Bohemia Interactive is well known for their work on the ARMA series, online multiplayer games about military simulation and tactical play. For a long time, the studio has been a major darling for PC enthusiast’s thanks in part to the popular DayZ mod for ARMA II, and the now-standalone game officially releasing in 2018 after nearly three years in beta. Now another game is on the horizon for the company, a bite-sized survival shooter called Vigor, which recently saw its first online beta.
Vigor is sort of a Frankenstein's monster, a mix between PUBG and survival with a dash of Minecraft and ARMA for good measure. Your objective is to survive a post-nuclear Norway by scavenging for resources on several small maps, killing other players for the supplies and escaping before nuclear radiation kills you. On paper, Vigor has a simple premise with potential. In practice, it's a frustrating slog that, even in this beta stage, leaves an ambivalent impression when its all said and done.
Now, it is important to frame this all-in context of the beta. After all, developer Bohemia Interactive has plenty of time to recalibrate any issues with Vigor. That said, what was available was incredibly rough to get through. Long load times, spotty collision detection, minor graphical hiccups, it is what you expect in betas for the most part, and it does hamper some of the enjoyment you can get out of the game.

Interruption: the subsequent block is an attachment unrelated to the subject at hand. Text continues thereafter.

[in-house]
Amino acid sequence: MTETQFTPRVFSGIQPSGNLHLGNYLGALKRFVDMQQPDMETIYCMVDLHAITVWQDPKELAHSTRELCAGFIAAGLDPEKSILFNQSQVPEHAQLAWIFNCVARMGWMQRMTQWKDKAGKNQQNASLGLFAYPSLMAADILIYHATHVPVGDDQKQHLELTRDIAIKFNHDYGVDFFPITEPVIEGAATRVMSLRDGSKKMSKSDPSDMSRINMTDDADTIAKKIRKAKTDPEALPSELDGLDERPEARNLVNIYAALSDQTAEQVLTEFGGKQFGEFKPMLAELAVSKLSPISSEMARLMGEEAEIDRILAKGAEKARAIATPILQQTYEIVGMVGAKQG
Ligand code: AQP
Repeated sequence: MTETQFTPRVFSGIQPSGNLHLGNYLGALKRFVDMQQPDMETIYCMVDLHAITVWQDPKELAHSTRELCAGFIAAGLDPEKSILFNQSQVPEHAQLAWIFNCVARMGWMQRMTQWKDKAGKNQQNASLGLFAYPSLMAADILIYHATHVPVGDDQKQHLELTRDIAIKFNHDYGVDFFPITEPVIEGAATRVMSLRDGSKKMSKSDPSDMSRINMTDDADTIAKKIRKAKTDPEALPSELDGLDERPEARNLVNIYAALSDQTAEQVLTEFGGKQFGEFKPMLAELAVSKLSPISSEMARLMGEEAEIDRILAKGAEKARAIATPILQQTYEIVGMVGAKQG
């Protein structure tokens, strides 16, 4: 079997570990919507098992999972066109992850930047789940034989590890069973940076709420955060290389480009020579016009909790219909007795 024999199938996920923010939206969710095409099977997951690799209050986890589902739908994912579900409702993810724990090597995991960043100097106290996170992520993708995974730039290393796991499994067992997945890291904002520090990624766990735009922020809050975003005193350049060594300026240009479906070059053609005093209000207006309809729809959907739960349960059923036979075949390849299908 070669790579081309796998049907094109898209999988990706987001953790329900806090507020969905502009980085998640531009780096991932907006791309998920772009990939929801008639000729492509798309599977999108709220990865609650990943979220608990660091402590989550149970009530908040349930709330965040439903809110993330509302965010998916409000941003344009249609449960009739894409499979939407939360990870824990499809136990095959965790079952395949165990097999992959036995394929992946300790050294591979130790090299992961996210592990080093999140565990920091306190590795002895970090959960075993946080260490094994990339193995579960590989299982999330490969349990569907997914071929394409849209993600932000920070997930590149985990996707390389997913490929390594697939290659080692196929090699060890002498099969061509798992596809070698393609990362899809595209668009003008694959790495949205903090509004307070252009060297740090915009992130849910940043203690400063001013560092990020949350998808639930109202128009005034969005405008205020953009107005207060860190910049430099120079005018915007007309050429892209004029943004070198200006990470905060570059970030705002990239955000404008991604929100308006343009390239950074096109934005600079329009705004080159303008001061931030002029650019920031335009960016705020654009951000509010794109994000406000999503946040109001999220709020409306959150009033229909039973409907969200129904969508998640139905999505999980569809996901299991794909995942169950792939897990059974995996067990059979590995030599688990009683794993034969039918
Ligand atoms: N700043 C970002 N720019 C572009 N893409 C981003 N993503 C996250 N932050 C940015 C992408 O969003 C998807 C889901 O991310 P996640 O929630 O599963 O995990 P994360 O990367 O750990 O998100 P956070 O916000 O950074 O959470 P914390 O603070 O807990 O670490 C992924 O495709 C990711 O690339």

What compounds it though is pacing. Vigor is agonizingly slow 90% of the time, with that 10% being a breakneck pace. Each map is decently sized containing varied locales found in the Norwegian countryside, perfect for the 8-16 player matchups the game touts for its “survival portion” of the game. You are always on a time limit as well. Towards the end of a match, a Geiger counter begins to slowly tick away while your vision becomes hazy from radiation poisoning.
The added restriction of radiation coming in is a good way to keep matches online short and compact, which are often quick and dirty due to player combat. Since this is a survival-style multiplayer game, once you die, you lose all progress and materials you may have gained on a given map. It is the kind of game that benefits a stalker-like style, crouching low and paying attention to moving specks in the background to stage a surprise attack on the player.
Matches even try to encourage encounters with other players by placing air-drops of supplies onto random locations. Players can track those supplies on the map screen, including whether another player grabbed them. This offers a “kill the carrier” mentality for a big reward. Players want those big rewards too, as the amount of resources gained from these air-drops gives them a major edge in the resources they need to keep upgrading their supplies.
This again could work in theory, but the long load times and honestly janky control scheme hampers a lot of player ability. Characters have very stiff movement about them, while weapons seem to have aiming issues when looking down the barrel. Minor actions such as switching between guns and bandages require players to hold down buttons on the Xbox One controller instead of it being a quick click. It's possible to live with these issues, but the controls work against the player, making it a game with a steeper learning curve to overcome.